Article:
Race your best by using CORE for heat adaption, identifying threshold core temps, honing a hydration plan, devising cooling strategies, and managing jet lag during travel.
The Hawaii Ironman World Championships is legendary for its heat and humidity. Each year at this iconic race, some of the world’s most well-trained triathletes experience epic meltdowns – and it’s generally from overheating. While the meltdown may be triggered by overly-aggressive pacing or hydration mistakes, the underlying cause is that the athlete’s core body temperature exceeded a sustainable threshold.
The most successful triathletes at Kona will have carefully prepared for the environmental conditions, with plenty of heat training and rehearsing of hydration and cooling strategies. A great resource is the Beat the Heat guide produced by the International Olympic Committee for the 2020 Tokyo Olympics. It gives an excellent overview of heat adaption and covers hydration and cooling strategies.
Here, we discuss how to use CORE in tandem with that guide to ensure your training and preparation is as precise, methodical and effective as possible. We cover heat adaption, threshold core temps, hydration, and cooling strategies. In addition, you can use your CORE to manage jet lag and ensure your circadian cycle is adjusted to local time by race day.
The number of days required for heat adaption varies amongst individuals, but fourteen days works well for most athletes. Depending on travel plans and how heat training meshes with other workouts, you'll want to begin your heat training two to four weeks before your event. If you complete the heat training block more than a couple of days before competition, you'll want to do maintenance heat training until the start of the event. The IOC’s Beat the Heat guide provides good recommendations on this.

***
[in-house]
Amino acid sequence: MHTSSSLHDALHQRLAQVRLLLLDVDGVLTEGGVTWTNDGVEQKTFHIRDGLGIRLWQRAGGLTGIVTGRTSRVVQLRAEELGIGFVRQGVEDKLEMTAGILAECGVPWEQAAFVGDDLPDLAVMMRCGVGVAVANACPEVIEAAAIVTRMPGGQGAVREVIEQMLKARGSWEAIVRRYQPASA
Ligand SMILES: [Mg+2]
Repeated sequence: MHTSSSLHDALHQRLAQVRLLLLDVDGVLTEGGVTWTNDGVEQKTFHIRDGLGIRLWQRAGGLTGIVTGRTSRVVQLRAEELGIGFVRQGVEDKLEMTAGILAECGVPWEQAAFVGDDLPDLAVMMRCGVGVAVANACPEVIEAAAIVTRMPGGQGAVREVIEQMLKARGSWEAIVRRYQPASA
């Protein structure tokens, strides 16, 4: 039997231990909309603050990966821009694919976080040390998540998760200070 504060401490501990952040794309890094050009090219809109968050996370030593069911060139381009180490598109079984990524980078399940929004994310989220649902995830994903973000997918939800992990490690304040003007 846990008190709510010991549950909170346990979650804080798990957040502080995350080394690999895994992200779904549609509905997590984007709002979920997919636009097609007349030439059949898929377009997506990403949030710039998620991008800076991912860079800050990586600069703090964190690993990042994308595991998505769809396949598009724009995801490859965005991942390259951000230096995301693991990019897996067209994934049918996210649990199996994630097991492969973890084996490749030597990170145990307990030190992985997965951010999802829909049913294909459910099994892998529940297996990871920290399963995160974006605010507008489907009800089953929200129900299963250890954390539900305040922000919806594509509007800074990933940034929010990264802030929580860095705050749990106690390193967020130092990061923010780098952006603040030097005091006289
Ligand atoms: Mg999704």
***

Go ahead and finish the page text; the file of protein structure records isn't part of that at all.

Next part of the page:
Here is a step-by-step summary of using CORE for heat adaption.
Step 1. Heat ramp test
Your first step is to complete a heat ramp test using your CORE sensor (instructions here). If your last heat ramp test was more than 8 weeks ago, or if you've made a significant change in the amount of heat training you’ve done since the test – you'll want to do another. Completing the heat ramp test will identify your heat training zone.
Step 2. Heat block training
The second step is to complete two weeks of heat block training. This involves training 45–90 minutes each day with your core body temperature within your heat training zone. For more details, see the CORE guide for heat training.
Warm climate or extra clothes
You can do heat training either by exercising in a warm climate, by wearing extra clothes, or some combination of both. Regardless of the method, your goal is to elevate your core body temperature into your heat training zone.
A few possible strategies:
- Do your heat training at the event site for two weeks preceding the competition.
- If you live in a warm climate but normally train during the cool of the morning/evening, do your heat training in the hotter part of the day.
- Simulate a warm climate with indoor training in a heated room, using boiling water or humidifiers to increase the humidity.
- During training, wear more clothes than normal. The right amount of clothes will depend on a mix of workout intensity, ambient air temperature, and humidity,